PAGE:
Every community across this country has its haves and have-nots, those with or without the digital literacy and access needed to put the Internet to work for their lives. America’s digital divide remains far too real. It is more important than ever to talk about getting all of us up to speed.
The popular mind connects the idea of patents with specific inventions: the telephone, the light bulb and the proverbial better mousetrap.
In reality, patent law is much more complex. The current information-driven economy has revealed shortcomings in the way patent law addresses innovations involving software and the information technology processes. To extend the mousetrap analogy, the way today’s technology patent process works it’s as if you can merely describe the process of baiting, trapping and killing the ordinary household rodent and gain the leverage to sue for patent infringement anyone who actually designs and builds any new mousetrap.
The bipartisan Innovation Act introduced last week by House Judiciary Chairman Bob Goodlatte (R-Va.) and Rep. Zoe Lofgren (D-Calif.) is a strong response to the economic burden of patent trolls. This bill, which has both bipartisan and bicameral support, will reduce the unfair advantages and incentives that patent trolls rely on. It will also strengthen the patent system while making patent litigation more efficient, transparent, and balanced. The end result will be a boost for businesses across the country, and ultimately our economy.
It may sound like something remarkable happened in the House of Representatives on Wednesday morning when the Subcommittee on Communications and Technology held its hearing on “The Evolution of Wired Communications Networks.”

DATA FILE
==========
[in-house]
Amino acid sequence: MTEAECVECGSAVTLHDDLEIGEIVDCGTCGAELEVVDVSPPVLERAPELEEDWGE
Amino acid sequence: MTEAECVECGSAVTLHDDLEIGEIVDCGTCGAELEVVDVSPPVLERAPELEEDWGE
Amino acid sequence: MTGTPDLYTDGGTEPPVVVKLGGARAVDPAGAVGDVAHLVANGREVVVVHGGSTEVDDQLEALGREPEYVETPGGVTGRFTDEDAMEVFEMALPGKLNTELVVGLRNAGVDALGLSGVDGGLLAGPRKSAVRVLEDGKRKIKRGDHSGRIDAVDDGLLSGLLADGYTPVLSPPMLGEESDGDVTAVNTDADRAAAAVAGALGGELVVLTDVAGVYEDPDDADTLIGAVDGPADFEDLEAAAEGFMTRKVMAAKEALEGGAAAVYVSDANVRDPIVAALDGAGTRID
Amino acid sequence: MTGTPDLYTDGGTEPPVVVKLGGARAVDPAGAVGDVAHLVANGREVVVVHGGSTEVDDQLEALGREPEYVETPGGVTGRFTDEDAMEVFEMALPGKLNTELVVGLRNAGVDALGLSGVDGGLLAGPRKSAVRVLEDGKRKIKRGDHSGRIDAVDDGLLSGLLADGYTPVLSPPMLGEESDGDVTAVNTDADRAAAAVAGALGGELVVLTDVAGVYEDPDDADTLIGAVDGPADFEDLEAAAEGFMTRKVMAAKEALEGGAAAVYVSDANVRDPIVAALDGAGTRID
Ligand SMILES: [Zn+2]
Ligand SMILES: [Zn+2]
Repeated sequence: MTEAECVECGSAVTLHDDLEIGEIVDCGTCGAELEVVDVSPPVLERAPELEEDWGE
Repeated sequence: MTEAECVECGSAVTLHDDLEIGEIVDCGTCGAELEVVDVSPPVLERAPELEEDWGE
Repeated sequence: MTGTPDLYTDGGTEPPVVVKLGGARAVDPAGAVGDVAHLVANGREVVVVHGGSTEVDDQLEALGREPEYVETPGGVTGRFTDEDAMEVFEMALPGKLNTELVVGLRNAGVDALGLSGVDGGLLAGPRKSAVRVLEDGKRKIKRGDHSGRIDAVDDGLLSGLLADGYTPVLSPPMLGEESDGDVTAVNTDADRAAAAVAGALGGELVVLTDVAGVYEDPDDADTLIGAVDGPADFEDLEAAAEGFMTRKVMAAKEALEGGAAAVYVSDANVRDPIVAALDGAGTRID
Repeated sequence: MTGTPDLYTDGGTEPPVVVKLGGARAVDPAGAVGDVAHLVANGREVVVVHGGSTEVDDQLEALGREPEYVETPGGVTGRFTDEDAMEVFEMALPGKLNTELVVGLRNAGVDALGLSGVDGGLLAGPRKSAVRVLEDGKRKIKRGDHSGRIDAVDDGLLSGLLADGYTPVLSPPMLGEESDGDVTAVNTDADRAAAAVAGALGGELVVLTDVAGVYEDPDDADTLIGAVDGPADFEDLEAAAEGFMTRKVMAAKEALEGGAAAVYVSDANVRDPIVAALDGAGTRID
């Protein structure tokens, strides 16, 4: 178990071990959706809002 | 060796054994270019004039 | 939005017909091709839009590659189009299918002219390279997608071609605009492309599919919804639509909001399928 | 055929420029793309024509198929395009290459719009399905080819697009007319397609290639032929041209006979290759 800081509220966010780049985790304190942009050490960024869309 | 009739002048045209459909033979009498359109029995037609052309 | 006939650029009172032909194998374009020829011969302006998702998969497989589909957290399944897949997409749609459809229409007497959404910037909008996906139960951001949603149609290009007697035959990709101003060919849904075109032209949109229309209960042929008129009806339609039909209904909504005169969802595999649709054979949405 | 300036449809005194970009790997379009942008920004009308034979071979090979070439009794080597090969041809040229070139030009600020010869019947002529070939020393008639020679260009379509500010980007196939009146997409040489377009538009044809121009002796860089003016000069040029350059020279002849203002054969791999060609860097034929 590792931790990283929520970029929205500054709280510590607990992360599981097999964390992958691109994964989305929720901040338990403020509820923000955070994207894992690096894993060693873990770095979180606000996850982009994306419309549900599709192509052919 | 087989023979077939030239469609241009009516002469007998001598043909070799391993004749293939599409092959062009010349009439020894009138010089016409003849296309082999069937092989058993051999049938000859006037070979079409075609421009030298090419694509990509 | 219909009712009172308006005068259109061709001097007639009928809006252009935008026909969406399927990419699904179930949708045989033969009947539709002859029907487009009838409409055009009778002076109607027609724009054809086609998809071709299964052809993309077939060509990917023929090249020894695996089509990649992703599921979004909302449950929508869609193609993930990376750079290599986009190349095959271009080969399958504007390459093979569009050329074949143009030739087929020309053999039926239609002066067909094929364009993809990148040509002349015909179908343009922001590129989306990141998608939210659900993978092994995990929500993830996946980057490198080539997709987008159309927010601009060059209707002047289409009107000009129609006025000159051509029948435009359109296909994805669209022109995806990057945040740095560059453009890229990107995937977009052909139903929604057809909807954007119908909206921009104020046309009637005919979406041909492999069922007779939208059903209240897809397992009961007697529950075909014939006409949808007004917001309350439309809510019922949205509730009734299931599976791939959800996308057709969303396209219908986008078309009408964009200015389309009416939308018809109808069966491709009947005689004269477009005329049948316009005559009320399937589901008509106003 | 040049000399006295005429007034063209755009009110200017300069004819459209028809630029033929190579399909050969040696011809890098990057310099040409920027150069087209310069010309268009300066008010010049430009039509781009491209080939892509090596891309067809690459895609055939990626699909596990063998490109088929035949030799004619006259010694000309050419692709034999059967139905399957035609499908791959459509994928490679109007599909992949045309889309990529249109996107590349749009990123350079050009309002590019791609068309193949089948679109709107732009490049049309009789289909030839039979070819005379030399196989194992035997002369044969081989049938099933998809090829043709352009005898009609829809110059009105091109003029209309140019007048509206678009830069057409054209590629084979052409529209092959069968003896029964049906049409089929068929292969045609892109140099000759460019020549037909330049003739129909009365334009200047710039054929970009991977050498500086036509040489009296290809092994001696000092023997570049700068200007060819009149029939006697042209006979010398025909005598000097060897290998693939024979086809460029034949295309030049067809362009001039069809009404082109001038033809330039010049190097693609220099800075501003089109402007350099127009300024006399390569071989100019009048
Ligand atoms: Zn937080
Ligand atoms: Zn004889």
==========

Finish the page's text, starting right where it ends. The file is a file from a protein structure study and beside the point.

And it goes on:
With the introduction of Rep. Goodlatte’s (R-Va.) patent reform bill today, the march for patent reform is moving forward. But a small, though growing, chorus is trying to halt this march under the guiding light that changes to the patent system should “do no harm.” As owners of patents, they parrot the meme that change might negatively impact their possessions and even their property rights.
Scientific enterprise faces its greatest challenge in decades. The effects of the federal shutdown, combined with budget cuts implemented this year as a result of sequestration, pose a significant barrier to healthcare innovation in both the public and private sectors.
The leadership of the U.S. Patent and Trademark Office (USPTO) has been in a state of flux for many months. This is unfortunate because innovation is one of the key drivers of the U.S. economy. For example, in 1975 intellectual property and other intangible assets accounted for only 17 percent of the market value of the S&P 500. Today, such value exceeds 80 percent. A study by the Department of Commerce revealed that in 2010 more than 27 percent of all jobs in the U.S. were (directly or indirectly) attributable to IP-intensive industries. IP industries have also been a leader in our economic recovery. From 2010 to 2011, IP-intensive industries had a 1.6 percent increase in employment as compared to 1 percent for other industries. Clearly, intellectual property is a huge contributor to the U.S. economy and sustained economic growth.
Trolls are companies or individuals that do not develop or make anything, but use their patent ownership to demand money from others. From research to anecdotes, abundant evidence demonstrates the negative impact of patent trolls on individual companies and on America’s economy as a whole.